Week two of Film Independent’s 2018 Directors Close-Up series began with the introduction of acclaimed screenwriter (and sometime director) Mike White, the man behind the scripts for Chuck & Buck, School of Rock and this year’s Beatriz at Dinner, among many others. Joining White at the February 14 event—titled “Storytellers: Writers and Directors”—was a relative newcomer: David Branson Smith, co-writer (with Matt Spicer) of 2017’s Ingrid Goes West.
Beatriz and Ingrid are both currently nominated for multiple 2018 Film Independent Spirit Awards, including individual nominations for White and Smith for Best Screenplay and Best First Screenplay, respectively. White has already won twice, claiming the John Cassavetes award in 2001 for Chuck & Buck and Best Screenplay in 2001 for The Good Girl, both directed by Miguel Arteta, also the director of Beatriz. Talk about a fruitful collaboration!
Ingrid Goes West was the Closing Night Film at the 2017 LA Film Festival and Michael Arteta was the Festival’s Guest Director, so it made perfect sense for Jennifer Cochis, Director of LA Film Festival to moderate the discussion.
Topics encompassed what a typical day is like in the life of a working writer, facing rejection, working with theme and letting work pass on to a director.
Pointer number one from White: don’t believe the hype. Instead of trying to land that fancy meeting or industry lunch, instead use this time to write. “You should be spending that time building a body of work and trying to satisfy yourself,” he said.
“The beauty of being a writer is that you don’t need someone to ask you to do it, you can just go do it.” If you’ve written a great script (or scripts!) this is way better than scoring yet another dead-end networking lunch—so good on you.
Of Smith—who, coincidentally, is White’s former assistant—White said “Dave is a rare bird who can actually write while he’s pretending to do stuff for me.”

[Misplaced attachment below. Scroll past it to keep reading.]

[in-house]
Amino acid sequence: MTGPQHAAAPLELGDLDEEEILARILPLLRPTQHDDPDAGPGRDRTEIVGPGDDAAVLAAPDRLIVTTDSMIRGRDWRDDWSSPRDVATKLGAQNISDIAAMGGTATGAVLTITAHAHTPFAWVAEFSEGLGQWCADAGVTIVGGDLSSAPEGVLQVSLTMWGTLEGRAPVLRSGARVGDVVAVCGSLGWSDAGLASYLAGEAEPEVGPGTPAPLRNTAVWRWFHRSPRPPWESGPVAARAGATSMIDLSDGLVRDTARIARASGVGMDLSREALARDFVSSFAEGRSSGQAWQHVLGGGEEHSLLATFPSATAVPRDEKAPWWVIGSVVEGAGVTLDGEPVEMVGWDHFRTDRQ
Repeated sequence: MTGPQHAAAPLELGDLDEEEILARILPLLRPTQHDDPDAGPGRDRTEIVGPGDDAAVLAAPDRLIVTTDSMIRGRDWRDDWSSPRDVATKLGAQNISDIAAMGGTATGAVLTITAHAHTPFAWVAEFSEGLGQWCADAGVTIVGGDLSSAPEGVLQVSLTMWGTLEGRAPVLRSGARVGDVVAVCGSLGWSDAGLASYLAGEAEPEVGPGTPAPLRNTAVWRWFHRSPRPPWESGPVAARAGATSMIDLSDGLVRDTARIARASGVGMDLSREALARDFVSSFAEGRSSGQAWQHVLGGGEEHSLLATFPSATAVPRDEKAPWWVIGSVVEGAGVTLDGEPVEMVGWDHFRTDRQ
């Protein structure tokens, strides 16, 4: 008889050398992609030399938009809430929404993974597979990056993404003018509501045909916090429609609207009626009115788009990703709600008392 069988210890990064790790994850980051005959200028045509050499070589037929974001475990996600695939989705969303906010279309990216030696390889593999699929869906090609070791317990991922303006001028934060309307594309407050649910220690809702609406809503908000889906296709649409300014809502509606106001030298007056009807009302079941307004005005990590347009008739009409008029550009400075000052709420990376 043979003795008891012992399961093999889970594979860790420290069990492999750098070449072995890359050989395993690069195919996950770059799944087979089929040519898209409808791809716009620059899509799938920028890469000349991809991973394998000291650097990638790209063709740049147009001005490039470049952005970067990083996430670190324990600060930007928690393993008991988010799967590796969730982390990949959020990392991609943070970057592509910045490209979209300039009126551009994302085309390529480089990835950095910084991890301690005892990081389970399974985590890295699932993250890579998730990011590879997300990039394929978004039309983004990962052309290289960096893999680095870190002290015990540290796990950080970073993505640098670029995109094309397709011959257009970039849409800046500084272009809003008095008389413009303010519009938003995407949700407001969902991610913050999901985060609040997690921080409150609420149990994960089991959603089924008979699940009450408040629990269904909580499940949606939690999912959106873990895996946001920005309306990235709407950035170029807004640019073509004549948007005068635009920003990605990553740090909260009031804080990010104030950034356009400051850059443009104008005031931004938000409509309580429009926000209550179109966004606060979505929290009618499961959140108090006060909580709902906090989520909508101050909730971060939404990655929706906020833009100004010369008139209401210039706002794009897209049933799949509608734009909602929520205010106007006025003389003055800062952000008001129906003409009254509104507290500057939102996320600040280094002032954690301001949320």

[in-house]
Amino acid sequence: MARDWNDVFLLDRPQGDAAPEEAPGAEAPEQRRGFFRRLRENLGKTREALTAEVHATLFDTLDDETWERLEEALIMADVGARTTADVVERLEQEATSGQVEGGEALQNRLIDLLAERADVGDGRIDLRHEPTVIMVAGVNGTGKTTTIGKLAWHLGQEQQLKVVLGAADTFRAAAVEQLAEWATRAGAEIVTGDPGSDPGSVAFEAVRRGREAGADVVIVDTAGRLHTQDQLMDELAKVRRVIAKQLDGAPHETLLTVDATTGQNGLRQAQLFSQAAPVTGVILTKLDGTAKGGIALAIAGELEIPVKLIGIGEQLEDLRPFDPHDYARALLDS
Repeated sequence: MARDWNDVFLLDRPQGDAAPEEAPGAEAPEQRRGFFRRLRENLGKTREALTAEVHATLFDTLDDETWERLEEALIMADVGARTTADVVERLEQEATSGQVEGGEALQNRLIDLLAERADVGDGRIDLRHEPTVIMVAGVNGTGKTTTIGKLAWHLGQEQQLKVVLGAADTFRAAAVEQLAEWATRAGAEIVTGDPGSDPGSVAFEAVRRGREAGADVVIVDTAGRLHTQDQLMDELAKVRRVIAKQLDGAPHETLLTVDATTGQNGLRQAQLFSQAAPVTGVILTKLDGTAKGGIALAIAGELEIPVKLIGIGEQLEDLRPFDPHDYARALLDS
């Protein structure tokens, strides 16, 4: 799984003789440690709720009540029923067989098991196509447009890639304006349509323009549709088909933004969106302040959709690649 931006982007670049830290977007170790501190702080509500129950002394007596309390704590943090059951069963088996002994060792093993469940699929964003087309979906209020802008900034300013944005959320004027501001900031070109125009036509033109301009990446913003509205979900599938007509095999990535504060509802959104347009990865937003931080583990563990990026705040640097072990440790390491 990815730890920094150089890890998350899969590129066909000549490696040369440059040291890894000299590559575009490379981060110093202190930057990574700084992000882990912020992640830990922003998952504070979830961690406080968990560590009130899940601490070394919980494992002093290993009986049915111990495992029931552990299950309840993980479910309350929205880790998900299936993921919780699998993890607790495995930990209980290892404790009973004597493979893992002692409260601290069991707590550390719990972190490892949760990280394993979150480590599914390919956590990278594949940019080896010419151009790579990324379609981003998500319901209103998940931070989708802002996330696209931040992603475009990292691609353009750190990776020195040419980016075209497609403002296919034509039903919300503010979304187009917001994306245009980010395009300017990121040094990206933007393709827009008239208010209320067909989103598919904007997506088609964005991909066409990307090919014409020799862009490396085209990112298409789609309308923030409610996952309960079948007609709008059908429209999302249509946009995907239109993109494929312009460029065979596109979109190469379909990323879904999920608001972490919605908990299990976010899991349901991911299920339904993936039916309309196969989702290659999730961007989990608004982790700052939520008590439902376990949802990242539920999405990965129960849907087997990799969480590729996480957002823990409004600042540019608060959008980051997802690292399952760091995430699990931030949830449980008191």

In response, Smith shared the advice White gave him. “You just told me to write three scripts in a year—which I didn’t do. But the message being that, ignore the distractions and sit down and write a script.” White emphasized that everything else is just “smoke and mirrors.”
Rejection. How does one take it? “I do have a sense of, ‘These people are idiots!’ And you need a little bit of that,” White said. “I still feel like anytime I get a no, it’s like a public shaming. I’ve spent my life trying to figure out how to write scripts where no one’s going to do that.”
For Smith, though, it was a little different. “I got to a point with my scripts, even though they were just getting me into rooms and weren’t selling, that the rejection felt mitigated by a sense that I was advancing as a writer,” he said.
White stressed the importance of confidence. “You’re trying to get people to believe in your weird dream. It’s about ‘I’m going to win!’ You have to have a little bit of that attitude,” he said.
Smith said that he worked extensively with a writing partner when first starting out in the business, and they were heartbroken after not getting job after job. “It was constantly [like] ‘what’s the next Pineapple Express?’ There’s definitely a sense of pressure to conform and to chase the ball rather than control your career.” Control is key, and so is work ethic.